Unlocking the Power of Influencer Collaboration in the Pharma and Biotech Sector: Benefits, Compliance and Measuring Impact
Recent cross-sector research by PR Week has demonstrated the dramatic rise in investment in influencer marketing post-COVID, with some commentators seeing it as a marketing channel in its own right.
Whilst this isn’t quite the case in the highly regulated sector of pharma and biotech, more companies are recognising the power of working with influencers to better understand a health condition as well as educating and empowering people. In this blog we explore how this can be done compliantly, the benefits and measuring impact.
What do we mean by ‘influencer’?
We’re not talking about Kim Kardashian holding up your product here. This is about finding people who have a condition or a point of view on a health issue and can speak from a perspective of knowledge and experience. An influencer can become a foundational part of your health communications programme, alongside patient groups.
In some ways, pharma pioneered working with ‘influencers’. There is a well-established approach going back decades of identifying health care professionals who have therapy area expertise, are well networked and speak at conferences or publish papers regularly. They are referred to as Key Opinion Leaders and they are often invited to join advisory boards and get involved in clinical trials. Similarly, the concept of the Expert Patient was well known – emerging out of the HIV and AIDs crisis in the 80s and early 90s.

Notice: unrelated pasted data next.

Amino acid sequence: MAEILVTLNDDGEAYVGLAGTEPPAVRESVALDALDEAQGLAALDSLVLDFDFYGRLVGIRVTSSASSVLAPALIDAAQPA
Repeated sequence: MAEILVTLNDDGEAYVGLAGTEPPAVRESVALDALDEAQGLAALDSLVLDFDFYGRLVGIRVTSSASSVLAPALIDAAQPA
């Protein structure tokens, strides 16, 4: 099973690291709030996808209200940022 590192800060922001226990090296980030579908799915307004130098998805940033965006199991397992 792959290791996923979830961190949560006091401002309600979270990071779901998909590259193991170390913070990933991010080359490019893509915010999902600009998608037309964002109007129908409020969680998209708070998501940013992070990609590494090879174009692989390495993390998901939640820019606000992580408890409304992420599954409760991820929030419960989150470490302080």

In the last 10 years this identification process has moved online and opened up our ability to find people who perhaps don’t fit all criteria but over-index in one really important aspect. Take rare diseases for example. An individual’s ‘reach’ may not be large, but their relevance and resonance scores could be off the chart based on the number of people impacted by a particular rare disease. These people are often called ‘micro-influencers’ and are most likely the people that pharma and biotech companies are looking to partner with.
How do we do this compliantly?
When it comes to pharma the challenge is to make sure the content is authentic, whilst ensuring that it doesn’t breach the PMCPA Code of Practice (in the UK – other countries follow similar codes). The tendency is to try and control content that is created by influencers and it loses impact. The solution here is to ensure that influencers know that they can’t talk about any kind of medicine as that would be seen as promotion of a medicine to the public. They create the content that they believe is going to resonate with their followers, but it does need to be reviewed by an approval team to ensure that there are no more unintended and subtle Code breaches within. It is important that the approval team understand from the outset what the campaign needs to achieve – authenticity and content that resonates.
This does take time, so it is important that there is a strong relationship with the influencer and that they understand the process and why it exists.